We are seeing a resurgence of the Covid-19 and variants which had been predicted to happen due to relaxing precautions and celebrating Independence Day, family reunions, and other large gatherings while ignoring mask wearing and social distancing.
I was appalled to learn that Holmes and Washington counties have one of the lowest rates of immunizations in the state.
The five and one-half hours we endured for our first round of shots led me to believe that most of those eligible were in line for the shots. How I prayed for the scientists to find an immunization rapidly and was so thankful when one had been developed. I thought every one felt the same way.
Now, I am appalled to learn that so many are refusing to get the shots. I have searched to find reasons some are refusing. One obvious reason is lack of access. That may be a valid reason for some in isolated circumstances, but it is no longer true for the majority. Trypanophobia or fear of needles is also listed as a minor holdup for some who may experience dizziness, fainting, or blood pressure fluctuation, but that is a very small numbers. Others claim fear of the ingredients, skepticism of the government, and an anti-science platform. Some reject all immunizations fearing that they cause Autism.
Here in our small community, we have seen firsthand the results of this Covid-19 pandemic. I personally know families who have lost multiple members to it. We have lost close friends to it. Even today, we are facing funeral plans for the third member of one local family. Others are facing long-term health problems due to this killer.
So I have no sympathy for those who think of themselves as better informed than health professionals. Many of them are too young to have experienced the threat of many diseases that my generation and even earlier have faced.
For example, my parents lost a child to Whooping Cough, something my children and children today are routinely immunized for. Diphtheria, smallpox, even chicken pox which I and all my children had, measles and mumps are just some of the illness that children were expected to have. Polio or infantile paralysis was a dreaded disease that crippled or killed many children and young adults before the Salk Vaccine became available in 1956. I don’t know of anyone who refused to get it. Everyone lined up at the high school cafeteria and gladly received our sugar cube with the pink liquid on it.
Many of those who refuse the Covid vaccination are staunch Republicans. As many as 41 percent have not gotten it. This is not logical as most of us are supporters of former President Trump, and one of the greatest accomplishments of his presidency was the speed with which the vaccine was developed. Also, he was vaccinated even though he had earlier contracted the virus.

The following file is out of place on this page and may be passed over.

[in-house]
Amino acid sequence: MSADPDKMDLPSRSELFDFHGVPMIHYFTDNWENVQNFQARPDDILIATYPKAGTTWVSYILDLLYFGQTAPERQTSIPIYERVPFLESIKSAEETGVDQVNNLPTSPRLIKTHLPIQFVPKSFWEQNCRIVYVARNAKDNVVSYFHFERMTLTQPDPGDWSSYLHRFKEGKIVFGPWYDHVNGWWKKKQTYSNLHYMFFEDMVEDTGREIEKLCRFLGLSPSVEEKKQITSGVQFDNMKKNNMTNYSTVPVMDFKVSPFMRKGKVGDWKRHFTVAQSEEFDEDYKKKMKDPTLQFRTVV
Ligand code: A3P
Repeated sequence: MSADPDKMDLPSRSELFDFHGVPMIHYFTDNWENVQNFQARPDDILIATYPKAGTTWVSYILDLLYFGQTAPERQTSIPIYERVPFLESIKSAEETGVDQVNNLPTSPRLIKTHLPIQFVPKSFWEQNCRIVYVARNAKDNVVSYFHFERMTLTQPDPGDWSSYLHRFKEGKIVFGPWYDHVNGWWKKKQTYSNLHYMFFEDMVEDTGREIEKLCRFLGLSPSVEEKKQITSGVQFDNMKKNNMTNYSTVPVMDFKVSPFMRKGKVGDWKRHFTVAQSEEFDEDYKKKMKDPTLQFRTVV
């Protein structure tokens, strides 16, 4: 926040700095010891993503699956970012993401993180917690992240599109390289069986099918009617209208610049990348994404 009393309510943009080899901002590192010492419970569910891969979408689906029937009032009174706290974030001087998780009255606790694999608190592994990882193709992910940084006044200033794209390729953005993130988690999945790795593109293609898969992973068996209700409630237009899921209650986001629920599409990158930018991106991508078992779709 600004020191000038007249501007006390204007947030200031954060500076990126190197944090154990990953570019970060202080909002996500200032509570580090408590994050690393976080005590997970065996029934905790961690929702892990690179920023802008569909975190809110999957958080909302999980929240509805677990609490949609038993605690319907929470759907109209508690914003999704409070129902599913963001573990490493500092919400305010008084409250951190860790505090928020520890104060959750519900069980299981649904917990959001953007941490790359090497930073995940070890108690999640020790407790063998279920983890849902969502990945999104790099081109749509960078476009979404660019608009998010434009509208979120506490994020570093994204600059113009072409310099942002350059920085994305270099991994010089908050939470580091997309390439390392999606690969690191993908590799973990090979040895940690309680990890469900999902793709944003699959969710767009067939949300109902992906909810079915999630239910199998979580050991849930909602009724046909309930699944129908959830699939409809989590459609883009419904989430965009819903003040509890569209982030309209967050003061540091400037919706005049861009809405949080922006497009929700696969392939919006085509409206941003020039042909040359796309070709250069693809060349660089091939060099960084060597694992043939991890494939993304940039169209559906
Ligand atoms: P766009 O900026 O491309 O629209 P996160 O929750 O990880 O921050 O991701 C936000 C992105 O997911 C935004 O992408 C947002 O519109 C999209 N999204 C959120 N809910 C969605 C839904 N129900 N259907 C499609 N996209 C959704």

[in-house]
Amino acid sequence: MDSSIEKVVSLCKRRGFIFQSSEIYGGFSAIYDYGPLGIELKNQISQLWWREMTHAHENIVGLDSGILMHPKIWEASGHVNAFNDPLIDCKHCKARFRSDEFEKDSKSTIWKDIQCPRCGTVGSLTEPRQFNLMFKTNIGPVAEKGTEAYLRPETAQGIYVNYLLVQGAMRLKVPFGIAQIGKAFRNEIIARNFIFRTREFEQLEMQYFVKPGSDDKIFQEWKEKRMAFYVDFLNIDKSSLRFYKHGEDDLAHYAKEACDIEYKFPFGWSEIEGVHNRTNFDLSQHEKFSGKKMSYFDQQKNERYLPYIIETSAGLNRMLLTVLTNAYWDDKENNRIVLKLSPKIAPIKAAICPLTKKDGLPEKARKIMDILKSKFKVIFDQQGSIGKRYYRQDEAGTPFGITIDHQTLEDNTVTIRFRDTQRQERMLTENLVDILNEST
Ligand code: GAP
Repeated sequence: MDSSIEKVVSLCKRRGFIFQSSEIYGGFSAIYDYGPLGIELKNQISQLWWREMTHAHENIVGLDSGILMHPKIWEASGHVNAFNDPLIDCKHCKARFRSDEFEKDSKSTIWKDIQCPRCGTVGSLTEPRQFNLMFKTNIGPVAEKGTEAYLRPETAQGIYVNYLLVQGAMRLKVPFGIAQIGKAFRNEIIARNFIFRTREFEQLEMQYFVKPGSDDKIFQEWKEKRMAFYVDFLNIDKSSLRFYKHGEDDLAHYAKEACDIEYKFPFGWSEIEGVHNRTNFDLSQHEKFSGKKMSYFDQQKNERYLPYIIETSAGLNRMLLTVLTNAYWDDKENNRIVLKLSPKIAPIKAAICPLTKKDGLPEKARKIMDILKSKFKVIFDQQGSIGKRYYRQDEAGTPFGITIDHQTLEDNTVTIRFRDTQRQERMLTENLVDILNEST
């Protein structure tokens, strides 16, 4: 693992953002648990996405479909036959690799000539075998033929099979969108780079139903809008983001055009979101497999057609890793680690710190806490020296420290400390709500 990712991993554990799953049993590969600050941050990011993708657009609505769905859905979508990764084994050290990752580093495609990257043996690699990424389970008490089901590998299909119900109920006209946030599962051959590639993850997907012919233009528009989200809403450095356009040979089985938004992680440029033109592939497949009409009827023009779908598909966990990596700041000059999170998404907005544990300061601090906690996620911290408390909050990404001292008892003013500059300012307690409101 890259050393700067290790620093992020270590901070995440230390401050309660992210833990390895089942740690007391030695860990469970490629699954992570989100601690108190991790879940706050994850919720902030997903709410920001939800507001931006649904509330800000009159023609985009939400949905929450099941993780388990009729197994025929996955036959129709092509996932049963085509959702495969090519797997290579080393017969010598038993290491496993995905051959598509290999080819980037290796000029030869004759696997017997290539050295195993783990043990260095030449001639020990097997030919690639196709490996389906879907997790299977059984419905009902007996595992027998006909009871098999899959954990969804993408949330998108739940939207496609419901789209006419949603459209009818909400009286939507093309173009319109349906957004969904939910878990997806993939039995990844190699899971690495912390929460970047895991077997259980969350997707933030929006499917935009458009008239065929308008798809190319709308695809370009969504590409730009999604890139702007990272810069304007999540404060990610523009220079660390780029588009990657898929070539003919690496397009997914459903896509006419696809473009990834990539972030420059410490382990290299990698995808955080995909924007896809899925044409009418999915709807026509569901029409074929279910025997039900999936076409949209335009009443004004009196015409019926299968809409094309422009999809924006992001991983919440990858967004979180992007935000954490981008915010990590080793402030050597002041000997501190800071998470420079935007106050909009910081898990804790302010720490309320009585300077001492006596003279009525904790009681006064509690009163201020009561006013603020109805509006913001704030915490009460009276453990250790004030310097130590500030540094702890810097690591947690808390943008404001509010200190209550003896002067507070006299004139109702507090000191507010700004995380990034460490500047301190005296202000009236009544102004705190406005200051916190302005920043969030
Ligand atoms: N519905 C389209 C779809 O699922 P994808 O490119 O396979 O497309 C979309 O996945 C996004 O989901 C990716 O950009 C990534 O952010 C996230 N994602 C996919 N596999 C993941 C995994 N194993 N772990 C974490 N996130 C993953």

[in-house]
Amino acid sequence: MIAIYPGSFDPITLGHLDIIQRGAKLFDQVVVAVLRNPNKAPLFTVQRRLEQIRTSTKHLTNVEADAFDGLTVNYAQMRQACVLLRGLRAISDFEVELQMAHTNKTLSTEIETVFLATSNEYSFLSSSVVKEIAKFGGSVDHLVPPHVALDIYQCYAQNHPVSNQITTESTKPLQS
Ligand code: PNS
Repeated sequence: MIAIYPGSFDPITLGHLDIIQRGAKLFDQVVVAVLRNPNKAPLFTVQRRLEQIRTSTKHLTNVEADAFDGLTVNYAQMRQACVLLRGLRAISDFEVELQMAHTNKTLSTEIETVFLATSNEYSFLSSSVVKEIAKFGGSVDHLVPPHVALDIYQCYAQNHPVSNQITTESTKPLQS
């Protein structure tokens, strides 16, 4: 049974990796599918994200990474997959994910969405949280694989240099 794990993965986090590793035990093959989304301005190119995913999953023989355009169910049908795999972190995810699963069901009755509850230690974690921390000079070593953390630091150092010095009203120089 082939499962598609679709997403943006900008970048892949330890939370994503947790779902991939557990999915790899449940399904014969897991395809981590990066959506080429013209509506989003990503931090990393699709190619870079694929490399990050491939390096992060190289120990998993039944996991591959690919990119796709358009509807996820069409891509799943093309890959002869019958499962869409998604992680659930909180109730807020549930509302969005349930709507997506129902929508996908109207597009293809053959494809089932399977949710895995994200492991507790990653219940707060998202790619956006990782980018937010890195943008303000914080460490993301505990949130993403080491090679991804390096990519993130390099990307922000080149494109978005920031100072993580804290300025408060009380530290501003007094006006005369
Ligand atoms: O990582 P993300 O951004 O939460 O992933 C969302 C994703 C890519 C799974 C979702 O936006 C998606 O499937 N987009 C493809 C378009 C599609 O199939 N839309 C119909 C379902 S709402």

A lot of those not receiving the immunization are young people who think of themselves as better informed than we older generation.
Most of them are more computer literate and have access to more information. They live in a time of more individual freedom or at least more freedom to choose. When I was in school at Brackin, the one room school we attended, the nurse would show up one day and we got whatever shots they were giving that day. No parental permission was required. Our parents were just happy for us to take whatever was given. Even the hookworm specimen bottles were welcomed.
I remember that Perry and Max, two of my brothers, were not in time to send theirs back to the school to be sent off with everyone else’s, so Perry had to meet the mail carrier, Mr. Lurie Stott, with their little double wrapped jars.
When Mr. Stott saw what they had, he threw them into the floor of his mail car with a most disgusting look.
Our lives contain so many rules and regulations today that some may refuse the shots because that is one thing they can control. But we must take personal responsibility for all our actions.
We need to not only protect ourselves from infection of this dangerous virus, but we must also think of the common good.
Get the vaccine. Wear a mask ... again. Whatever it takes to end this pandemic.
We thought with the numbers of vaccinations that we could go back to living our normal lives, but not yet. We were warned that variants can occur just as they have with the flu virus. We see it happening.
Just as it is with flu, we may have to continue to get a booster or a shot every year, but whatever it takes to get this pandemic gone, we must be responsible and do our part.
Will you do your part?
Hazel Wells Tison is a Holmes County resident and the writer of “Happy Corner,” a column frequently featured on the “Reflections” page.
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